them as beneficial to their studies and give the reasons why.
Don’t be predictable
If I am going to be facing the same group for several weeks I do not want to be so
predictable that they know what’s coming each and every time. This goes hand-in-
hand with the following point.
Invest in yourself
Start to build a library of ideas, methods and visual aids. Have a feedback section
where you log the pros and cons of the idea that you tried.
Keep your methods fresh by subscribing to mailing lists on relevant methods or
scour the Internet including online videos and adding idea found there to your
Library. Attend conferences and courses both face-to-face or online that promotes
I bring those ideas that I find to the training and test them- then I adjust it, keep it or
I have to change and stay flexible and open to ways to train when it comes to
training each new generation with their own new quirks and learning styles.
Fun verses Fear
Students are highly competitive and working in teams means you can balance the
stronger academic with those who were disadvantaged. Training Life Skills does not
have to be straight laced – it can be fun. The students I meet, have just come out of
high school. They will learn quicker if the fear factor is removed and they have fun
and learn in the process. Working with groups takes the pressure off the individual to
perform and when you have fun – fear takes a back seat and learning occurs.
Idea 1: After a session of theory – Questions get put to a team based on the theory.
If they answer correctly they get to spin the revision wheel. Each colour on the wheel
is worth different points and the winning team is the group with the highest points.
Idea 2: An inter-team row for row answering questions with scores attached to ‘easy,
hard or expert’ choices also raises the competitive level. All you as a trainer has to
do is fill in the gaps of knowledge if you see the answers are incorrect.
Idea 2: Harvard Referencing. They divide into teams and all get given photocopies
of needed info e.g. title and transverse pages, a journal and an online article which
they have to reference according to TUT Harvard Reference guide which they all get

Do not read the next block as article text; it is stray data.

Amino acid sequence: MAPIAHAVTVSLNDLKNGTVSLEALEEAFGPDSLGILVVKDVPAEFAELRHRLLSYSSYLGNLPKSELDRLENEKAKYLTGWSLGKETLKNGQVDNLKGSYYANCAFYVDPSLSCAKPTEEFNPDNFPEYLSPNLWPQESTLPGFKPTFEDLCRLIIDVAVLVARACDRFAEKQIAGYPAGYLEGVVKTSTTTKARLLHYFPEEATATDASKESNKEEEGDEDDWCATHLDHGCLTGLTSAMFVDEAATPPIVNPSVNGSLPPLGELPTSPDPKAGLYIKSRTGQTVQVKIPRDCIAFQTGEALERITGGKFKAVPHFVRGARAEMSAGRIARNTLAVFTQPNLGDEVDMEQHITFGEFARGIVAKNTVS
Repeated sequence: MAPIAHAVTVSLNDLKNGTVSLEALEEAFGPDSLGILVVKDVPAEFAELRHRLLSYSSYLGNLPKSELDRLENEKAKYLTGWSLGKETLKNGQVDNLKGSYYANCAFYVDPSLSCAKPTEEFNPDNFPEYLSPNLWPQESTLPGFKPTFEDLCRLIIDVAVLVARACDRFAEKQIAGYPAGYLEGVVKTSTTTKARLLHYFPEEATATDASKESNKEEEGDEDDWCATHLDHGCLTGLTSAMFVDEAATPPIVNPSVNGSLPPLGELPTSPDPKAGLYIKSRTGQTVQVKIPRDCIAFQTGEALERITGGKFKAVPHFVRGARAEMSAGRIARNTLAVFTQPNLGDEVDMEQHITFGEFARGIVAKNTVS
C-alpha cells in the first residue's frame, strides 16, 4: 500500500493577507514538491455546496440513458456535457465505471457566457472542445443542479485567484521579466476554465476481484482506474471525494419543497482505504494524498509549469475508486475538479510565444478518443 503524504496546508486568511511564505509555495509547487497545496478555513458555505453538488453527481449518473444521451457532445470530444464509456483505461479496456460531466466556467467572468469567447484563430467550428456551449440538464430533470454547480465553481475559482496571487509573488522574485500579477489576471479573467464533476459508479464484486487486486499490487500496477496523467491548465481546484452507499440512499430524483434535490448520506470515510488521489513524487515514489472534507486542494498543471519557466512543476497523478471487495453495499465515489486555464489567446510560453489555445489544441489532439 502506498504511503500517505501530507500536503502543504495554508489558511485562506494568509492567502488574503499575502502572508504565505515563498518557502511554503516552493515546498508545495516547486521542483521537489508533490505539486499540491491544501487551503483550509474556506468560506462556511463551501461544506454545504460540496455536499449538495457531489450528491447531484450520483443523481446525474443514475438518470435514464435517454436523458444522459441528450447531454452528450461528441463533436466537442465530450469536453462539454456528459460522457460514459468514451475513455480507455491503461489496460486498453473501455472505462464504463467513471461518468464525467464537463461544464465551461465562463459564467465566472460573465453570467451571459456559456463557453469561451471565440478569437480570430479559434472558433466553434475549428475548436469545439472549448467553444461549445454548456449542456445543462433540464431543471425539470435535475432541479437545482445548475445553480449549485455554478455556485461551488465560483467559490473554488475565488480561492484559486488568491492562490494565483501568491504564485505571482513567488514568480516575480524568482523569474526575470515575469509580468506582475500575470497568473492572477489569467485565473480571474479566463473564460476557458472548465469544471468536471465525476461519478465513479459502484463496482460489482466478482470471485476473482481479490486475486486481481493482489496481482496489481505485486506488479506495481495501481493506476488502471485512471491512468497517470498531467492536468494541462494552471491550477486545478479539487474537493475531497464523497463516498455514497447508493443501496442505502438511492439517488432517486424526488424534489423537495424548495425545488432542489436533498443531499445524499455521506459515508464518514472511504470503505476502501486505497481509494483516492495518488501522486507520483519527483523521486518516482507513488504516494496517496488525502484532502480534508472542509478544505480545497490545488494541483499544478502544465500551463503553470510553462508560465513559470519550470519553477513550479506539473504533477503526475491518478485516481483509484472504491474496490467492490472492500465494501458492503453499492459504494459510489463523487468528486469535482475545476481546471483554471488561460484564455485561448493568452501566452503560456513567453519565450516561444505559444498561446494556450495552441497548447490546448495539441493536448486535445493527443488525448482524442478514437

given – this exercise allows for much needed practice in the use of its contents.
We use BlackBoard to create online question banks that are useful for revision or
assessment. Even these we try to be as creative as possible and we do not just use
the monkey puzzles. [demo slides]
Success – Mountains to Molehills
TUT Library and Information Services - like most academic institutions in South
Africa faced the prospect of having to change mountains into molehills – and at TUT
the InfoLit Trainers are doing just that - one innovative, interactive, passionate -
Information Literacy Training module at a time.
SAOIM SA Online Information Conference
I am pleased to advise you that your paper Changing mountains into molehills has
been accepted for presentation at SAOIM 2012.
Your provisional time slot will be 14:00-14:20 on Wednesday, 6th June. Please note
that owing to the large number of papers this year, your presentation must be
limited to 15 minutes only, with 5 minutes for questions. You should take this into
account when preparing your talk. Also keep copyright restrictions in mind when
preparing your presentation and please make sure to reference and acknowledge all
photos/graphics/articles used to prepare your presentation.
All required documents and information must be submitted to Adèle van der Merwe
(AvdMerwe@csir.co.za) by the deadlines specified below:
The abstract of your paper, as submitted in your proposal, will be used in the
conference programme – if there are changes, please submit your revised abstract
by the 4th May.
Please provide an abbreviated CV (1 paragraph) for the programme by the 4th
All presentations will be pre-loaded before the conference and therefore must be
submitted by the 28th May at the latest. In addition all presentations will be
published on the conference website immediately after the conference. Please
let Adèle know should you have any objections to your presentation being
Presenters receive a complimentary registration for the 2-day conference. Please
note this does not include pre- or post-conference workshops or the SAOIM evening
Lastly, thank you for your participation and we are looking forward to an exciting and
successful conference. If you have any questions, feel free to contact us.
Madelein van Heerden
Chair: SAOIM Organising Committee